25
Sep

“Removing Blame” by Wayne Dyer

“Removing blame means never assigning responsibility to anyone

for what you are experiencing”      Wayne Dyer

You hear people say this all the time: “I have a right to be upset because of the way I’ve been treated. I have a right to be angry, hurt, depressed, sad, and resentful.”

Learning to avoid this kind of thinking is one of my top ten secrets for living a life of inner peace, success, and happiness.  Anytime you’re filled with resentment, you’re turning the controls of your emotional life over to others to manipulate.

I became aware of how powerful this lesson was many years ago while sitting in on a meeting of 12 people who were in a recovery group for alcoholism and drug addiction.  All 12 of those people were accustomed to blaming others for their weaknesses, using almost any excuse as a rationale for returning to their self-defeating ways.  On a poster hanging in the room were these words: “In this group, there are no justified resentments.”

Regardless of what anyone would say to another group member, no matter how confrontational or ugly the accusations, each person was reminded that there are no justified resentments.

You may need to consider whom you resent before you can make your own choice about whether this is useful for you.  Resentments give you an excuse to return to your old ways. This is what got you there in the first place!

Removing blame means never assigning responsibility to anyone for what you’re experiencing.  It means that you’re willing to say, “I may not understand why I feel this way, why I have this illness, why I’ve been victimized, or why I had this accident, but I’m willing to say without any guilt or resentment that I own it. I live with, and I am responsible for, having it in my life.”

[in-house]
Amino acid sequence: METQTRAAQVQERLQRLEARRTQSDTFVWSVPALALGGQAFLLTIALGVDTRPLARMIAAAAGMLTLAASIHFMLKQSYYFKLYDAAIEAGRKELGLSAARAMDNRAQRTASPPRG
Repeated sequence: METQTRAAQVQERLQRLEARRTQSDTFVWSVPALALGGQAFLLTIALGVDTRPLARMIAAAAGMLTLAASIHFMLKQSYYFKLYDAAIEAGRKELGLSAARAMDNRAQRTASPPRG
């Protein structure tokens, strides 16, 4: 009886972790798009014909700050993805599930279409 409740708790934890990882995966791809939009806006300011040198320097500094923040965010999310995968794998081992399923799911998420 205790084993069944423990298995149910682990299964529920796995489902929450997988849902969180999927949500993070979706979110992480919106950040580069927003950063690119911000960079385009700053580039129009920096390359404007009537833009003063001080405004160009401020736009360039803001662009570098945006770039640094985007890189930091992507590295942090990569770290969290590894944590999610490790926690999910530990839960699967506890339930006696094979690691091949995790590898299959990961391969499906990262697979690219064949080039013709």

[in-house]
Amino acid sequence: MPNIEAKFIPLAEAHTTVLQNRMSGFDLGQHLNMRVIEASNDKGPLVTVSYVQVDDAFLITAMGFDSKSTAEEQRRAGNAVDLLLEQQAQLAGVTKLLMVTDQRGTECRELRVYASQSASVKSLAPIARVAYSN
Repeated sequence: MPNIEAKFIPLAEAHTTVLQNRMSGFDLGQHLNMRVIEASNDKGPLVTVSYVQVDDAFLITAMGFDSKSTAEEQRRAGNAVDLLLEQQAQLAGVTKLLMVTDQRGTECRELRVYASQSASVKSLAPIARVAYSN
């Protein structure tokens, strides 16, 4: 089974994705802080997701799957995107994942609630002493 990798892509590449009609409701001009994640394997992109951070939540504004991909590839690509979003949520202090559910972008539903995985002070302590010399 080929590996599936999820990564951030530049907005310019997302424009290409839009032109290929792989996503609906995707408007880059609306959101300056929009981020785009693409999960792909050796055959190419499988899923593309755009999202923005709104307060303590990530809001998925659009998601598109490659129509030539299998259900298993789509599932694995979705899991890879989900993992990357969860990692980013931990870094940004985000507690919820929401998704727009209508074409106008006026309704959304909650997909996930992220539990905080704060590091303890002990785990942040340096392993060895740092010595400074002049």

Why do this? If you take responsibility for having it, then at least you have a chance to also take responsibility for removing it or learning from it.  If you’re in some small (perhaps unknown) way responsible for that migraine headache or that depressed feeling, then you can go to work to remove it or discover what its message is for you.

If, on the other hand, someone or something else is responsible in your mind, then of course you’ll have to wait until they change for you to get better. And that is unlikely to occur.

You must be willing to send the higher, faster energies of love, peace, joy, forgiveness, and kindness as your response to whatever comes your way. This is the start of the uncrowded extra mile where you have only love to give away.

Someone says something to you that you find offensive, and rather than opting for resentment, you are able to depersonalize what you’ve just heard and respond with kindness. You would rather be kind than right.

You have no need to make others wrong or to retaliate when you’ve been wronged. You do this for yourself. There is a Chinese proverb, “If you’re going to pursue revenge, you’d better dig two graves.” Your resentments will destroy you. They are low energies.

And along the extra mile, you’ll only meet others who have fully grasped this concept.
So first, you have to get past blame. Then you have to learn to send love to all, rather than anger and resentment.

The story is told of the enlightened master who always responded to outbursts of criticism, judgment, and ridicule with love, kindness, and peace. One of his devotees asked him how he could possibly be so kind and peaceful in the face of such disparaging invective. His response to the devotee was this question: “If someone offers you a gift, and you do not accept that gift, to whom does the gift belong?”

The answer leads you to the extra mile.  Ask yourself, “Why would I allow something that belongs to someone else to be a source of my resentment?” As the title of a popular book says, “What you think of me is none of my business.”